Saturday, January 30, 2010

Abuja: Nigeria Redux

After a few more days in Nigeria and upon further reflection, I've concluded that my comments on Lagos were unduly harsh.  They were frankly based more on a stop I had in Lagos 30 years ago than on my limited experiences this past week. While I haven't have much time for sightseeing, after firing off my premature missive I started noticing major improvements in the city's infrastructure and especially in the roads and the flow of traffic.  Colleagues living in Lagos also indicated that the municipal government has made great strides in improving the city's quality of life.  So you can forget about half of what I said in my first message, Lagos is still not a city I like much, but one can survive it if one has to.
In comparison to Lagos I have found Abuja quite pleasant.  The Nigerian government started building its new capital in the 1970s and officially moved it from Lagos to Abuja in1998.  The initial plans were for a city of about 1.5 Million.  The population is now about 5 Million and it is still growing but they seem to be keeping up with the infrastructure needs fairly well.

 Nigeria is Africa's largest and most populous country and in my opinion, Africa's future depends very much on Nigeria, primarily because it is the leading country  in terms of entrepreneurial spirit.  Of course this may also account for some of the notorious Nigerian scams and is also probably responsible for the view shared by many that Nigerians are aggressive and even obnoxious. (Personally I think this may stem from the fact that they have shed their colonial past better than most Africans and don't kowtow. They are more likely to look one in the eye and say what they think).  But business is booming in Nigeria and its leaders and entrepreneurs seem to want to show Africa the way out from under its many miseries. The US Government also seems committed to helping them in this effort now that they have apparently put several decades of dictatorships and military governments behind them.  Here is the Wikipedia link on Nigeria if you want to read more.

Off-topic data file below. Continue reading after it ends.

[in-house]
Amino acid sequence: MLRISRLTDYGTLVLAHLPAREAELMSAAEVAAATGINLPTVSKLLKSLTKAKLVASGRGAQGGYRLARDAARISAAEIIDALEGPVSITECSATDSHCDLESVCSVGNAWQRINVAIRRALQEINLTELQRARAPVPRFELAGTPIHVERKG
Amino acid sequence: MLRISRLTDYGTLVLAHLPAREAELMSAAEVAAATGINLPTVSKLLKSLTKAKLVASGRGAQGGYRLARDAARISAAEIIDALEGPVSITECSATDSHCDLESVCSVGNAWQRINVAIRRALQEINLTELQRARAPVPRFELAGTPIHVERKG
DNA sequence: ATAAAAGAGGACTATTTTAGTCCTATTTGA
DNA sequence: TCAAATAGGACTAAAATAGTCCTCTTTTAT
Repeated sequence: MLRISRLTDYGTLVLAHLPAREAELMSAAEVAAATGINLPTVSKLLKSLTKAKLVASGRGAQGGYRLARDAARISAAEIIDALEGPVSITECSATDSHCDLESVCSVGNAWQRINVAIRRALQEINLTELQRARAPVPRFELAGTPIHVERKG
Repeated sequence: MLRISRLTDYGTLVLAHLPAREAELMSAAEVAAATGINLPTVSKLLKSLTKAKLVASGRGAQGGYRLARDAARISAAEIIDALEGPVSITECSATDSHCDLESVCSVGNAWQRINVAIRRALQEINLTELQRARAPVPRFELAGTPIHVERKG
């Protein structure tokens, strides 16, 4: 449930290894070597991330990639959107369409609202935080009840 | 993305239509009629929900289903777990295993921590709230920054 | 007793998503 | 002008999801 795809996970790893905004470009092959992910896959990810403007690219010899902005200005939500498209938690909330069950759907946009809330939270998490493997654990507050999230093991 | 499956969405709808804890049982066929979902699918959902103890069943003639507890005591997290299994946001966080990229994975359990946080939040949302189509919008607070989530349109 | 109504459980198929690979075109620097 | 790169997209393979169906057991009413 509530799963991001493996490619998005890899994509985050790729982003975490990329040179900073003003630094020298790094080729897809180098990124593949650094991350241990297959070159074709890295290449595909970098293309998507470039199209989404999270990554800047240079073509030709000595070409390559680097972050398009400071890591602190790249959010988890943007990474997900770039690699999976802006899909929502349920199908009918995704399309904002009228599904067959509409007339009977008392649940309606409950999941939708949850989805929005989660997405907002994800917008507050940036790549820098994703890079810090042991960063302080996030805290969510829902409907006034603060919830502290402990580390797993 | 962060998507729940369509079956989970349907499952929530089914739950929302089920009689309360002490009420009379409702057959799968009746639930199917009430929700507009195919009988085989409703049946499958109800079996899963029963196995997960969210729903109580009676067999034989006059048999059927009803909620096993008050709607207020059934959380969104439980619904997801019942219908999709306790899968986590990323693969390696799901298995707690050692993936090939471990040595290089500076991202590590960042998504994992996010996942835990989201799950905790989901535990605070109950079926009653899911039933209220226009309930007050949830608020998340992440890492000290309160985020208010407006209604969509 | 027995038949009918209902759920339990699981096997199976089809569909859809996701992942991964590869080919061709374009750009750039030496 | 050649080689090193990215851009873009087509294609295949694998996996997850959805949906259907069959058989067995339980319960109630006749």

A final comment:  I understand that those of you at home in Salt Lake are suffering from another one of our winter inversions. In West Africa we are currently experiencing something comparable which is the annual Harmittan season during which strong winds blow massive dust clouds from the Sahara towards the Gulf of Guinea and into the Atlantic, often blocking out the sun for long periods. Gertrud and I experienced Harmattan when we lived in Cameroon and similar winds often swept dust up into Egypt when we lived there.  Harmattan can last several months and adversely affects people moods even more than our inversions affect us.  Or perhaps a better comparison is what we experienced last summer when winds blew smoke from the California wildfires into the Salt Lake area. Here is the Wikipedia link on Harmattan.

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